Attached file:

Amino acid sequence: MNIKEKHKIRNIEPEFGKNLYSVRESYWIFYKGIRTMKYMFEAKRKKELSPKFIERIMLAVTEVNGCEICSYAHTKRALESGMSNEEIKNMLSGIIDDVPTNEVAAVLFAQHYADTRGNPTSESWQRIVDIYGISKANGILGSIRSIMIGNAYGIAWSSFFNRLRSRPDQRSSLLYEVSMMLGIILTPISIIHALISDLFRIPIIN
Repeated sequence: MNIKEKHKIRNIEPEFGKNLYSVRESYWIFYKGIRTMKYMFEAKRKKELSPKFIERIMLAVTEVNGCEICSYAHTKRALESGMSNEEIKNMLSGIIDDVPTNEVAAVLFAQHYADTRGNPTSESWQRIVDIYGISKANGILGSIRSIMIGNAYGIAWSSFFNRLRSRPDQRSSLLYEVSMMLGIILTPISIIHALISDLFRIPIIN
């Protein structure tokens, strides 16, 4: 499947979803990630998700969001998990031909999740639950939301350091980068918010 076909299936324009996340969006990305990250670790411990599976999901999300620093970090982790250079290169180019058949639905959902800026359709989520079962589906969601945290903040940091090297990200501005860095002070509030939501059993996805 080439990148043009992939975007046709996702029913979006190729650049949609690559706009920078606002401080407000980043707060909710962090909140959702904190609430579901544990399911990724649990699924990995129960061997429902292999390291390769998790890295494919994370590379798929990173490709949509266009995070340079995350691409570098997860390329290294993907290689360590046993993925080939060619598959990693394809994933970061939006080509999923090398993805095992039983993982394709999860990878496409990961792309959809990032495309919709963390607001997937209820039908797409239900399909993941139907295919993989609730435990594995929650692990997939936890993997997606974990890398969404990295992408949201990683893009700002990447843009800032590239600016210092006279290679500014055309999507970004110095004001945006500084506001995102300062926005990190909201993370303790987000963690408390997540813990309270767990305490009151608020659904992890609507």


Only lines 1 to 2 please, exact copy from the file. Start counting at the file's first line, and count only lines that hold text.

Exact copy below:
Amino acid sequence: MNIKEKHKIRNIEPEFGKNLYSVRESYWIFYKGIRTMKYMFEAKRKKELSPKFIERIMLAVTEVNGCEICSYAHTKRALESGMSNEEIKNMLSGIIDDVPTNEVAAVLFAQHYADTRGNPTSESWQRIVDIYGISKANGILGSIRSIMIGNAYGIAWSSFFNRLRSRPDQRSSLLYEVSMMLGIILTPISIIHALISDLFRIPIIN
Repeated sequence: MNIKEKHKIRNIEPEFGKNLYSVRESYWIFYKGIRTMKYMFEAKRKKELSPKFIERIMLAVTEVNGCEICSYAHTKRALESGMSNEEIKNMLSGIIDDVPTNEVAAVLFAQHYADTRGNPTSESWQRIVDIYGISKANGILGSIRSIMIGNAYGIAWSSFFNRLRSRPDQRSSLLYEVSMMLGIILTPISIIHALISDLFRIPIIN